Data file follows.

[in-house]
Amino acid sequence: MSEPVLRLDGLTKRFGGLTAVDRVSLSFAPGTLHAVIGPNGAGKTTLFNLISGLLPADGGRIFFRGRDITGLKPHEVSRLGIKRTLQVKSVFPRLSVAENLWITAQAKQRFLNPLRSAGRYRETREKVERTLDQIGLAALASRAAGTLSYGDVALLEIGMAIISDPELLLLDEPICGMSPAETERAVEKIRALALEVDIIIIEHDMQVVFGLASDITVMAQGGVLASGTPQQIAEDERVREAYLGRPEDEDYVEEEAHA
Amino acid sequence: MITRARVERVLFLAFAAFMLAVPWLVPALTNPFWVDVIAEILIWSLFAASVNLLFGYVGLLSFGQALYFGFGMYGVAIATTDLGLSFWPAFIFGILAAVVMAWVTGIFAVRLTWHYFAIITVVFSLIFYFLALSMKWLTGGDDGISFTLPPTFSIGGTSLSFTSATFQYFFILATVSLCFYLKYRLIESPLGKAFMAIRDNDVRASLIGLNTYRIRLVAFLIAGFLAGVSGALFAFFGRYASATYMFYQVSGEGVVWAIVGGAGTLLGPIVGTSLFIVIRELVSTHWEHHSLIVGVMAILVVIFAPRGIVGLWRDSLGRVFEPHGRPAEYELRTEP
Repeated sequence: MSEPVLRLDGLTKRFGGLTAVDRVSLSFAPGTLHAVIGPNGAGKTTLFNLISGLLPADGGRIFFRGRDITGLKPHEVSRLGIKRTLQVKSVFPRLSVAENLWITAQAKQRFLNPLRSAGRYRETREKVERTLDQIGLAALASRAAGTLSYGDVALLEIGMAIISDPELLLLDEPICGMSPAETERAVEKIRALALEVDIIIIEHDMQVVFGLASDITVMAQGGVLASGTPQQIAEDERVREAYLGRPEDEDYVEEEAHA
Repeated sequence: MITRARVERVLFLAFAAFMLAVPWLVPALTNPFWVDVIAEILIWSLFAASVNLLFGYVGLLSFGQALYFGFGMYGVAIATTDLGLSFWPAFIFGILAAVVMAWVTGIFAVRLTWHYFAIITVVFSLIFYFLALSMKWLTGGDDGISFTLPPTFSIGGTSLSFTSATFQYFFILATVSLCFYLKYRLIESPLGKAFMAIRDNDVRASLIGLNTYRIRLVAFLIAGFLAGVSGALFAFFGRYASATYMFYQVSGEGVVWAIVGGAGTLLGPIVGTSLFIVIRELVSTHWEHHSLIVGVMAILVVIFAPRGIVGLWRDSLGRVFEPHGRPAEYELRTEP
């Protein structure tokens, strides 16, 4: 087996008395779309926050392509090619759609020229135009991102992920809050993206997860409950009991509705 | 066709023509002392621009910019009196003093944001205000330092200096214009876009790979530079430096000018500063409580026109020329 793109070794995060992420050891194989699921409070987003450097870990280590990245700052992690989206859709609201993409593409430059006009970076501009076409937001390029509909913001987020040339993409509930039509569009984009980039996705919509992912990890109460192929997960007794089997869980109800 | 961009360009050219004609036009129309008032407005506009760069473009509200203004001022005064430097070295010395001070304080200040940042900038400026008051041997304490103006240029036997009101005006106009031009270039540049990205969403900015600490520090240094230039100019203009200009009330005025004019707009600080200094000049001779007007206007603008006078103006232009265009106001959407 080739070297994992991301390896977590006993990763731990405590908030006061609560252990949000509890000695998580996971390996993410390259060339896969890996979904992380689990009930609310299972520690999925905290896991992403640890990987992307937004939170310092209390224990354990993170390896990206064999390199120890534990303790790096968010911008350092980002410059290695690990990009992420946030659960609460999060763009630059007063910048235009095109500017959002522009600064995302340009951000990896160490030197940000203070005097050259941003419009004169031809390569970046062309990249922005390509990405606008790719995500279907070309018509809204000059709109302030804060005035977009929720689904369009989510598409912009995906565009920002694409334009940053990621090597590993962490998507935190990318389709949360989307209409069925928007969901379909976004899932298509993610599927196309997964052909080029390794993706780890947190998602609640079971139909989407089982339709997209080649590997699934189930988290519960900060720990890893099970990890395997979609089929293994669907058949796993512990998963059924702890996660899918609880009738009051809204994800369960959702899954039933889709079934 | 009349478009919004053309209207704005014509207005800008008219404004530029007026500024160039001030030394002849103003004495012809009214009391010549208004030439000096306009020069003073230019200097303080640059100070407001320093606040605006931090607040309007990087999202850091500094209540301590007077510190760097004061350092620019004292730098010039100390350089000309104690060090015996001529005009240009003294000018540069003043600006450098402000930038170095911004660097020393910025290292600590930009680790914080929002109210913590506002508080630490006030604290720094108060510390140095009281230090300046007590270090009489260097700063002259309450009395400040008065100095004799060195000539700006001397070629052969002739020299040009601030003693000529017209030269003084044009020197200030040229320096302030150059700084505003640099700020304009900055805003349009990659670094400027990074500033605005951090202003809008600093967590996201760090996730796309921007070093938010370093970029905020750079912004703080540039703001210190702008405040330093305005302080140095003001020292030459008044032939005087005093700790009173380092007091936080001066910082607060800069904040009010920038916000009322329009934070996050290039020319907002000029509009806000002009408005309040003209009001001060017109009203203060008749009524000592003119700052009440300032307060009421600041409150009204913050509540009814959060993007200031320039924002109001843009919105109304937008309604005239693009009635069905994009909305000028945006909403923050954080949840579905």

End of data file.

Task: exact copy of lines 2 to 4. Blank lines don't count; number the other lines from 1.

Amino acid sequence: MSEPVLRLDGLTKRFGGLTAVDRVSLSFAPGTLHAVIGPNGAGKTTLFNLISGLLPADGGRIFFRGRDITGLKPHEVSRLGIKRTLQVKSVFPRLSVAENLWITAQAKQRFLNPLRSAGRYRETREKVERTLDQIGLAALASRAAGTLSYGDVALLEIGMAIISDPELLLLDEPICGMSPAETERAVEKIRALALEVDIIIIEHDMQVVFGLASDITVMAQGGVLASGTPQQIAEDERVREAYLGRPEDEDYVEEEAHA
Amino acid sequence: MITRARVERVLFLAFAAFMLAVPWLVPALTNPFWVDVIAEILIWSLFAASVNLLFGYVGLLSFGQALYFGFGMYGVAIATTDLGLSFWPAFIFGILAAVVMAWVTGIFAVRLTWHYFAIITVVFSLIFYFLALSMKWLTGGDDGISFTLPPTFSIGGTSLSFTSATFQYFFILATVSLCFYLKYRLIESPLGKAFMAIRDNDVRASLIGLNTYRIRLVAFLIAGFLAGVSGALFAFFGRYASATYMFYQVSGEGVVWAIVGGAGTLLGPIVGTSLFIVIRELVSTHWEHHSLIVGVMAILVVIFAPRGIVGLWRDSLGRVFEPHGRPAEYELRTEP
Repeated sequence: MSEPVLRLDGLTKRFGGLTAVDRVSLSFAPGTLHAVIGPNGAGKTTLFNLISGLLPADGGRIFFRGRDITGLKPHEVSRLGIKRTLQVKSVFPRLSVAENLWITAQAKQRFLNPLRSAGRYRETREKVERTLDQIGLAALASRAAGTLSYGDVALLEIGMAIISDPELLLLDEPICGMSPAETERAVEKIRALALEVDIIIIEHDMQVVFGLASDITVMAQGGVLASGTPQQIAEDERVREAYLGRPEDEDYVEEEAHA